• Brain insulin resistance linked to Alzheimer’s, diabetes

    New York: Alzheimer’s disease impairs insulin signalling in the brain, making a person with the most common form of dementia more likely to develop diabetes, suggests a new research conducted in mice.

  • New genes responsible for stroke, dementia discovered

    Boston: A new set of genes that may be responsible for the two most common and disabling neurological conditions, stroke and dementia, has been discovered by researchers, including one of Indian-origin. The study may help scientists better understand, treat and prevent ischemic and hemorrhagic stroke, and perhaps Alzheimer’s disease and other dementias, researchers said.

  • Why some dementia patients fail to understand language

    New York : Greater buildup of a toxic protein found in Alzheimer’s disease on the left side of the brain can lead to a rare type of language dementia because of which people lose ability to express themselves and understand language, says a new study, reports IANS.

  • Keep your mind active to keep Alzheimer’s at bay

    New York: Taking part in mentally stimulating activities such as reading books and magazines, playing games and using computers in the middle age may delay symptoms of Alzheimer’s disease, says a study by an Indian-origin researcher. “The takeaway message for the general public is that keeping your mind active is very important in delaying symptoms of Alzheimer’s disease,” said study author Prashanthi Vemuri, dementia researcher at Mayo Clinic in Minnesota, US. The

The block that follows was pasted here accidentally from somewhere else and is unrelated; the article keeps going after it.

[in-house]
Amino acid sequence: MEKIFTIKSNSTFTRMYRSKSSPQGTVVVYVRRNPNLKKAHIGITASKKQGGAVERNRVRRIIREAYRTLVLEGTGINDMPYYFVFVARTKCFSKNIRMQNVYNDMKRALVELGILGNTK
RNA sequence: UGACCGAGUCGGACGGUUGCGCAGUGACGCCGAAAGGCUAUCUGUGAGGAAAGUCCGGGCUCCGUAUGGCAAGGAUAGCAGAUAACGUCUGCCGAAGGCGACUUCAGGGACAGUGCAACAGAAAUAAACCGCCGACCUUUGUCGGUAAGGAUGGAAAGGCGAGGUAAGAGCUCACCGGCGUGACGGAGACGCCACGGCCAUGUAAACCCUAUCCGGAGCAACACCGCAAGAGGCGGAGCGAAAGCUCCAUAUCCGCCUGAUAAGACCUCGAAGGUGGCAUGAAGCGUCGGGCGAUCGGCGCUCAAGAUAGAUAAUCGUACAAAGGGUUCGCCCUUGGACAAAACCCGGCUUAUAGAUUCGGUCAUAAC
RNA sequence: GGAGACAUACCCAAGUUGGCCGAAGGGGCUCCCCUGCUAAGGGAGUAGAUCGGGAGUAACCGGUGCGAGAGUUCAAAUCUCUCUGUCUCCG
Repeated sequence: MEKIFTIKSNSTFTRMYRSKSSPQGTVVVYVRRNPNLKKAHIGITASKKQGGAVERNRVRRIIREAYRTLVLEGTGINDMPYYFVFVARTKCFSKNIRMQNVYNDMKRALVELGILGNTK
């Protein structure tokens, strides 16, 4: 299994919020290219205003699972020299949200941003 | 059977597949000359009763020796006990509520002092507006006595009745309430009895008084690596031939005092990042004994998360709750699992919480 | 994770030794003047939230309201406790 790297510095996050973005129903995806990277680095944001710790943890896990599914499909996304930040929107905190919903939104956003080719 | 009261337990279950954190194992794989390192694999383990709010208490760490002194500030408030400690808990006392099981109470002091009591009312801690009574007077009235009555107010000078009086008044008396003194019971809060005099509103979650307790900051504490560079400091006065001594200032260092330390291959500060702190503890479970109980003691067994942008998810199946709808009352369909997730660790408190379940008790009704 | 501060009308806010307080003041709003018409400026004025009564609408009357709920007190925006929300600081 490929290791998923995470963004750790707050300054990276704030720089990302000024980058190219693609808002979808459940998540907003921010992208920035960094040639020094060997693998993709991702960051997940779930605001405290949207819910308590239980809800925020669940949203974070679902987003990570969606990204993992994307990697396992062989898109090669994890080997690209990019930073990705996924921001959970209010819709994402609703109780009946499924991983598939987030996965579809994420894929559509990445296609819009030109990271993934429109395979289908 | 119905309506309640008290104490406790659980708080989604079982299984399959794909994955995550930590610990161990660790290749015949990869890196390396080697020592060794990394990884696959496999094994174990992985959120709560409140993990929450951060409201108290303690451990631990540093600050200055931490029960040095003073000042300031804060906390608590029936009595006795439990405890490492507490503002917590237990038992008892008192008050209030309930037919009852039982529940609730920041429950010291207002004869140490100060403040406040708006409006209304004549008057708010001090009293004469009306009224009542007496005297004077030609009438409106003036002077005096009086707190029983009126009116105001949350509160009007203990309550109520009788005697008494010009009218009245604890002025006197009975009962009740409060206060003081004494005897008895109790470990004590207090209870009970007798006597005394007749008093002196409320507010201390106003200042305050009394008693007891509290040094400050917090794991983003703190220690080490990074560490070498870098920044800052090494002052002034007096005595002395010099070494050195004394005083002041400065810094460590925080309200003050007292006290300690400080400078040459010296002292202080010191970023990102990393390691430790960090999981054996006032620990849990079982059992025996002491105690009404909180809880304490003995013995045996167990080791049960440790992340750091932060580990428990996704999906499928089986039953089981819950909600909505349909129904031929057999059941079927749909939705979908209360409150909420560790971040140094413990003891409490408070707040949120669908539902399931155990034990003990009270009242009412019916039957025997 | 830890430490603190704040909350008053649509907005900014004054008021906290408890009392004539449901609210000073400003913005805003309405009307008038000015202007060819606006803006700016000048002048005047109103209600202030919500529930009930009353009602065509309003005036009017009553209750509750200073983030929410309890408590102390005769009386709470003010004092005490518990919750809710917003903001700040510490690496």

• Regular sex can help the elderly fight off dementia

    London : If you are in your 50s and experiencing early signs of dementia, before you schedule an appointment with a doctor, why not try some steamier sex tonight to cut those forgetfulness episodes and live a healthier life?

  • Dementia risk in US lowest among Asian Americans

    New York: Examining dementia risk in a large population representing the diversity of the US, researchers have found the incidence of the brain disorder to be the lowest among Asian Americans. The study compared six ethnic and racial groups within the same geographic population and found significant variation in dementia incidence among them.

  • Anxiety, sleeping pills don’t put you at increased dementia risk

    Washington : A new study has suggested that taking drugs for anxiety and sleep problems is not associated with an increased dementia.These results from the University of Washington (UW) and Group Health in Seattle do not support a direct (causal) association between benzodiazepine (widely used drugs to treat anxiety and insomnia) use and dementia, say the researchers, reports ANI.

  • Common antidepressant may protect against dementia

    Washington: A commonly used antidepressant medication can also provide protection against compounds that can cause memory loss and dementia, researchers including one of Indian-origin have found. Researchers at the Loyola University in Chicago found that blood levels of two neurotoxic compounds dropped significantly in depressed patients after they were treated with the antidepressant escitalopram.

  • LED lights may help treat Alzheimer’s

    Seoul: Researchers have used blue LED lights to effectively prevent the buildup of a protein known to cause Alzheimer’s disease, an advance that may pave the way for light-induced treatments for neurodegenerative diseases. Scientists from Korea Advanced Institute of Science and Technology (KAIST) and Korea Research Institute of Bioscience and Biotechnology conducted a research to suppress an abnormal assembly of beta-amyloids, a protein commonly found in the brain, by using photo-excited porphyrins.